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Course Thoughts - Forcing a Choice

As more and more courses are designed, adjusted, and installed, there are so many factors at play for how well-received a layout might be. You need to ask yourself who your target audience is for what you are designing. In this post, we are going to take a look at one of my favorite design concepts, forcing players to make choices.

Difficulty and creativity can be manifested in several different ways on a course. You can incorporate unique terrain, add extra distance, adjust OB lines, or even include a raised basket. These things do a lot for a course and can dramatically change how the course is played by each player. One of the most subtle ways a course design can do this is to include deliberate choices for the players.

At the most basic level, this is something like having two different gaps in the fairway with one being wider and easier to navigate and the other being a bit more difficult to hit. The larger fairway will get you pin-high, but you’ll be lucky to get to anything better than circle 2 from that shot. The narrower gap allows you to access the pin directly, but the treachery is in the rough should you fail to hit it. This decision will drive a number of players to make wildly different choices on the hole and experience an even wider number of outcomes.

Hole 13 at Faylor Lake

Image - Which gap are you taking?

This past weekend, I played a temporary layout that was overlayed onto a pre-existing course while adding a few extra temporary holes to increase the hole count to 27. One of the holes incorporated forced decisions very well. For this course, hole number 27 was a 575-foot par 4. The tee was set back through some small trees and bushes, creating a soft tunnel to drive through.

Halfway up the fairway, a line of OB flags was placed to designate an area of the hole as one side of a “river”. This first line of flags was placed roughly 250 feet from the tee. The width of the OB river was approximately 175 feet. This meant that you needed to decide between laying up your drive or trying to carry the river. For most recreational and novice players, laying up was the only choice. At the Intermediate level, we were splitting that decision based on how we felt. Advanced and Pro level players were trying to fly the river.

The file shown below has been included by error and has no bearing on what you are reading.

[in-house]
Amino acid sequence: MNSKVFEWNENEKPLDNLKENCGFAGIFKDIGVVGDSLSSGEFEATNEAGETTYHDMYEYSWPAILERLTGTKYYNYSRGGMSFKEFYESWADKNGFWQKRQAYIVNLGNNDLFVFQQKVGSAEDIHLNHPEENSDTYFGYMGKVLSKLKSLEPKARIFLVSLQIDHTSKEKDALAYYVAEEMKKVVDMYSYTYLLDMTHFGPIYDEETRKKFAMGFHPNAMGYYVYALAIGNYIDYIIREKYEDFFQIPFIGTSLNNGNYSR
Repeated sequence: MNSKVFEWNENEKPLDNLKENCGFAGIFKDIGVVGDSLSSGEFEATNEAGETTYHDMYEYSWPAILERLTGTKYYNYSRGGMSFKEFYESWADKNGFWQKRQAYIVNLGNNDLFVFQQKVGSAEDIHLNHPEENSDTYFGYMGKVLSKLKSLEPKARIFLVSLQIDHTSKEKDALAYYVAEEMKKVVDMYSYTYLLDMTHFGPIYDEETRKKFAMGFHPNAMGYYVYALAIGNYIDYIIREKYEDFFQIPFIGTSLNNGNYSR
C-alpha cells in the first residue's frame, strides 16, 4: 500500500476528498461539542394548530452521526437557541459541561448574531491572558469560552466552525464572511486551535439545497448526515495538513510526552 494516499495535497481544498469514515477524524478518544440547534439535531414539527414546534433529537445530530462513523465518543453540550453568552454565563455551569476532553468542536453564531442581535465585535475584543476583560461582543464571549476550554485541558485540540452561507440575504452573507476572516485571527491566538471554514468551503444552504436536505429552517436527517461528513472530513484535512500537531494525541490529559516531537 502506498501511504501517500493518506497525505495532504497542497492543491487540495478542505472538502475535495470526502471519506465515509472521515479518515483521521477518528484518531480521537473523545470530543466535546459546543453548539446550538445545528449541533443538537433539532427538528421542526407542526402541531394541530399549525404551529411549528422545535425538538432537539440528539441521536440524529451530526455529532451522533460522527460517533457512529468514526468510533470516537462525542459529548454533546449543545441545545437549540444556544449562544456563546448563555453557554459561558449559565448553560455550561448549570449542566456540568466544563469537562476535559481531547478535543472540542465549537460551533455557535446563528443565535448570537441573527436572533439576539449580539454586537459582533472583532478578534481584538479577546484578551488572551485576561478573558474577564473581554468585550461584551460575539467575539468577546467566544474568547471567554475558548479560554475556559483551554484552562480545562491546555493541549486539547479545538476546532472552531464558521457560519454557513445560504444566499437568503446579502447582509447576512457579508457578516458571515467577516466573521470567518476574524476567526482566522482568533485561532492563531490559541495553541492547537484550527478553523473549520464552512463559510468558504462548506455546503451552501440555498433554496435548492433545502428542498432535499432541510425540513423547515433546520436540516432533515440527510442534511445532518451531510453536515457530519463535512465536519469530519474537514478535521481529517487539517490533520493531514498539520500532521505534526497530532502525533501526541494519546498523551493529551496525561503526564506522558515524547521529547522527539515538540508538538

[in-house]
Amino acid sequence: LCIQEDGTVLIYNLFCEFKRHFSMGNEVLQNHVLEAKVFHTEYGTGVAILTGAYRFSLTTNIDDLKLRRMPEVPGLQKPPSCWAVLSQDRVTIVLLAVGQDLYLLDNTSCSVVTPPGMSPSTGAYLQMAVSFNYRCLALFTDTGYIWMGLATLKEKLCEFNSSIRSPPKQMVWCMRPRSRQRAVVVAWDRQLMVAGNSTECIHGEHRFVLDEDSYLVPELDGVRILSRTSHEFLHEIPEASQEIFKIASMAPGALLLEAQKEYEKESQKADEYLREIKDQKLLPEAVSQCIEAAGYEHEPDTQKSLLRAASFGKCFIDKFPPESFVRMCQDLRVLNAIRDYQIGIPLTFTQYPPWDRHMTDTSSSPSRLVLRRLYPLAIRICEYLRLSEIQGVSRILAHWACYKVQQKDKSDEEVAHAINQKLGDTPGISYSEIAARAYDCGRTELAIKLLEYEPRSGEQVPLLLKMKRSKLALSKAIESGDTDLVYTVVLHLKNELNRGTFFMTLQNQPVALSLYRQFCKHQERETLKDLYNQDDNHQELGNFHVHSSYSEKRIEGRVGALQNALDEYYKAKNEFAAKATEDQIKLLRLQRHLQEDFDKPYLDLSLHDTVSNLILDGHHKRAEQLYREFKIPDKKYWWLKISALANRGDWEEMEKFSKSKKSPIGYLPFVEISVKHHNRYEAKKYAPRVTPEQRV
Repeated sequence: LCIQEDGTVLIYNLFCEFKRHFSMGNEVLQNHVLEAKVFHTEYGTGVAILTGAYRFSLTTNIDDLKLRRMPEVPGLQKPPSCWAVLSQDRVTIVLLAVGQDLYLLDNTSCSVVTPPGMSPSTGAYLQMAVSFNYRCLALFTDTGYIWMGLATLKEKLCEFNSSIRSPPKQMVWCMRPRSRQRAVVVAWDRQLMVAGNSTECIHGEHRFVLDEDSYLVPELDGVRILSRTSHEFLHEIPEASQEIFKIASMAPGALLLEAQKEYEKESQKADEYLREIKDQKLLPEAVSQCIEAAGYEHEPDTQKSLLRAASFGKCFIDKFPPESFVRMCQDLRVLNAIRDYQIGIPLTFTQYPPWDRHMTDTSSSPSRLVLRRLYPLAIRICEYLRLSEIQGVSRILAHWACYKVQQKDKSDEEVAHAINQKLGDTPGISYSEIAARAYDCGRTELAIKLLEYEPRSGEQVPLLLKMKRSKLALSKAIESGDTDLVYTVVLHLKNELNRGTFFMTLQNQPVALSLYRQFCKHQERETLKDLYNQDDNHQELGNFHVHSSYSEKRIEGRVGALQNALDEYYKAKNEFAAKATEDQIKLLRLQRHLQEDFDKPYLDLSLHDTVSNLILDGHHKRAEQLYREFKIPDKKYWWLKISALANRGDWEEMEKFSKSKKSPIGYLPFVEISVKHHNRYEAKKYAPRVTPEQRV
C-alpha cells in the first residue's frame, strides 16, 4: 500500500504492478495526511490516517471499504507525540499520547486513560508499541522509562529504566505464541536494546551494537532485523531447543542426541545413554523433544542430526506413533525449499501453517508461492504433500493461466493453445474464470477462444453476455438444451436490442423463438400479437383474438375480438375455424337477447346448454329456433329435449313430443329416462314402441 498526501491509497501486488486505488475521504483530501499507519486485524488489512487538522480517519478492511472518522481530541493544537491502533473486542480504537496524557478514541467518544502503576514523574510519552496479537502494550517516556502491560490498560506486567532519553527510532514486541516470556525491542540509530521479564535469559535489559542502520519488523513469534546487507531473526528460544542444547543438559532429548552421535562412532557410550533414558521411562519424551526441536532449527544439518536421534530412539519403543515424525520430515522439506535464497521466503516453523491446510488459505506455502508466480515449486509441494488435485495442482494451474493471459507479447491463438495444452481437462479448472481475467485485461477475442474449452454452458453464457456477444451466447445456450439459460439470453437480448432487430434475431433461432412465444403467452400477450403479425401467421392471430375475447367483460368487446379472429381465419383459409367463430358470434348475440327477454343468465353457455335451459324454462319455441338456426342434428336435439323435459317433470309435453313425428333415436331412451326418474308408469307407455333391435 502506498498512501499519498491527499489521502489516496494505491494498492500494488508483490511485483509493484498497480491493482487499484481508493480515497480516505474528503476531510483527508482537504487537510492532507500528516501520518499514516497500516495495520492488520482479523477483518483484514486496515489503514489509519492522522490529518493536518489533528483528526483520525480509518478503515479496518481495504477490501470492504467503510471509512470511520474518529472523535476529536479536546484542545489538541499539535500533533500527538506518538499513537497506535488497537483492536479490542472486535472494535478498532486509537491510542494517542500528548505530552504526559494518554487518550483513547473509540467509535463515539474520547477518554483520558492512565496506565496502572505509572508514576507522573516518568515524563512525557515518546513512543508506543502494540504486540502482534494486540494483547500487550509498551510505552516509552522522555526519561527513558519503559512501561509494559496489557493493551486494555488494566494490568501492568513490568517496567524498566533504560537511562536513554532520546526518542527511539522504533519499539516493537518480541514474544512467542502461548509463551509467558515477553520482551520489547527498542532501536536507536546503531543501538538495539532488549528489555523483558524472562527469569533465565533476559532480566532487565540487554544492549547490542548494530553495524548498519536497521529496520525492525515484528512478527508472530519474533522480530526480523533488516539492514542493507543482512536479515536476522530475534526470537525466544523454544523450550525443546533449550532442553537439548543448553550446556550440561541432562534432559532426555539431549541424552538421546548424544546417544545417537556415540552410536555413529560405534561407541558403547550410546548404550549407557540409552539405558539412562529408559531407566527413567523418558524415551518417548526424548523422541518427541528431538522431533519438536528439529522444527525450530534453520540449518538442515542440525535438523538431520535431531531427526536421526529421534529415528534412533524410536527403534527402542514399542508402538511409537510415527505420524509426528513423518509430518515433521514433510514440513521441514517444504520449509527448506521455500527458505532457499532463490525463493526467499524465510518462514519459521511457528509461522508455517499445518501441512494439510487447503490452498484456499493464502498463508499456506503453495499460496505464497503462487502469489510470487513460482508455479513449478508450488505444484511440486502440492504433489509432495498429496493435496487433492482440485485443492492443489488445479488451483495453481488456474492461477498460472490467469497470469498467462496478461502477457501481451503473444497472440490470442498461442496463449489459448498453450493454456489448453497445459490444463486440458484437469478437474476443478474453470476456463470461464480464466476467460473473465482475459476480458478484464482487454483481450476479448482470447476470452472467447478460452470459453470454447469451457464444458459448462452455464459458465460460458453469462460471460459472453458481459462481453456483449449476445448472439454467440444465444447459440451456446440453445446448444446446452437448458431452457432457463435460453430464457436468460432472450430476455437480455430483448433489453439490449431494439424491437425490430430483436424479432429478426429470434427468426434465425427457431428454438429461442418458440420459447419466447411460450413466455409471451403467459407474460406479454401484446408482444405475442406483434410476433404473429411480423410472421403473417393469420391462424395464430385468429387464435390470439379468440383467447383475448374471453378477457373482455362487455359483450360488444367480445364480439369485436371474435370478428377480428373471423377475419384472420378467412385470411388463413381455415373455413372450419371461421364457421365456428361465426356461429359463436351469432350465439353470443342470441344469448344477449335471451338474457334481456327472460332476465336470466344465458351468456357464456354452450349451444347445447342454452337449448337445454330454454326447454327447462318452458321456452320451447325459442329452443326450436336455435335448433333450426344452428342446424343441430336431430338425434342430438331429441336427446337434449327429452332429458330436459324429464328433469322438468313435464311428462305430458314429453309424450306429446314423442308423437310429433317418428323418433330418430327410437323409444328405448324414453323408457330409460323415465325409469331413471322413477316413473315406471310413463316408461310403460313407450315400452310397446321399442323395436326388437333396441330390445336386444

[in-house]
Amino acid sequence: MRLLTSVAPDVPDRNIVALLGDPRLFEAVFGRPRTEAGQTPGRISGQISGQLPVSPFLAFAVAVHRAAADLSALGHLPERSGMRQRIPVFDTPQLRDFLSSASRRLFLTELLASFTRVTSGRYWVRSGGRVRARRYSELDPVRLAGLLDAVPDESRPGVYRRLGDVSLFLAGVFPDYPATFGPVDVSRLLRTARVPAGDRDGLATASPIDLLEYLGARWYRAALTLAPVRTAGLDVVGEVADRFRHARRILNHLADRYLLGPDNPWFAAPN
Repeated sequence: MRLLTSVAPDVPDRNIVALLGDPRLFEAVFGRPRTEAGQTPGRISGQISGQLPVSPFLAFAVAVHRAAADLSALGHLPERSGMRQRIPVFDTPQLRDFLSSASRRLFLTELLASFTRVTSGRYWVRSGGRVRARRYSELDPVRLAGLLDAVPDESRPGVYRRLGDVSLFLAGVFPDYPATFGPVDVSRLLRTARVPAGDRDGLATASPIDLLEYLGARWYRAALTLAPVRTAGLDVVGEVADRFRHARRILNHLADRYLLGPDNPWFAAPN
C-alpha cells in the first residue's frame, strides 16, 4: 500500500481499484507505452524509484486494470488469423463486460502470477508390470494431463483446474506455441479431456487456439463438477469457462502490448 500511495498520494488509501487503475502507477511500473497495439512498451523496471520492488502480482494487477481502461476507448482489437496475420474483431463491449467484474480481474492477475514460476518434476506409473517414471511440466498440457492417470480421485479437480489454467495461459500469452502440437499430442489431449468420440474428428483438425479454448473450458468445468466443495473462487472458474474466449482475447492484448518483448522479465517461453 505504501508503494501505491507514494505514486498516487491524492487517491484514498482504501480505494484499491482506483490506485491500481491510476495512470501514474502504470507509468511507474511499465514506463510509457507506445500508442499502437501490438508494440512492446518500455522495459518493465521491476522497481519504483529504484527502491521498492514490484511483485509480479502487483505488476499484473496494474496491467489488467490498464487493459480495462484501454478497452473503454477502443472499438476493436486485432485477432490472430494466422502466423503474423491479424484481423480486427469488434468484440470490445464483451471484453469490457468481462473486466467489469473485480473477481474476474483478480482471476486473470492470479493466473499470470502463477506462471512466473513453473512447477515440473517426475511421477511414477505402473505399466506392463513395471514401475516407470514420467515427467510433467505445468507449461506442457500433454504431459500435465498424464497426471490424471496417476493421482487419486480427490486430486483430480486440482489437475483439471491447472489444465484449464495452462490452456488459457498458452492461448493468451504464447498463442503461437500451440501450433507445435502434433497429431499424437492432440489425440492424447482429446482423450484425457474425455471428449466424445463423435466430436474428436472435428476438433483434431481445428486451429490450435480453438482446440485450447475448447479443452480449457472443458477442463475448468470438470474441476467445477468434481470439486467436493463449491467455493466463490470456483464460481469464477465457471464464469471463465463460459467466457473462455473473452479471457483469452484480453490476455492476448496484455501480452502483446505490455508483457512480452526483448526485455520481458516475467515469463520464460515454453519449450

This created a unique situation where a lot of players had to make a legitimate choice at the moment they approached the tee pad. For those that might have been able to clear the river, how did that choice change as the tournament came down to the wire? For those of you that might be curious, I chose the layup play when it was my turn on the hole. A 400-foot shot into the headwind is not something I’m challenging myself to do with another 6 or 7 holes to play in my event.

Upshot on hole 27 at Roland Park

Image - Left, straight, or right?

Positioning holes like this in the course to shake up a player’s decision-making can make for some electric results and memorable moments. Do you go big or do you play it safe? Personally, I find that the safe play is the better play most of the time, but when it’s down to the wire, would I do the same thing? Maybe. I want courses that make me think. I want to approach a tee pad with a decision.

Hey, that’s my way of doing things. Not everyone has to like the same thing. Some people want a course that is predictable at challenging the same thing for them. Some people just want to play a course that they are good at. Some people want to be beat down by a course that gives no quarter. Whatever it is you enjoy, the point is that you enjoy it. If you’re having fun, nothing else matters too much on the course.

What’s your opinion on these types of things? Do you want courses that make you think? When was the last time you stood on a tee pad and debated with yourself what route to take? Let me know in the comments section down below!

 

- Gary Daddario III

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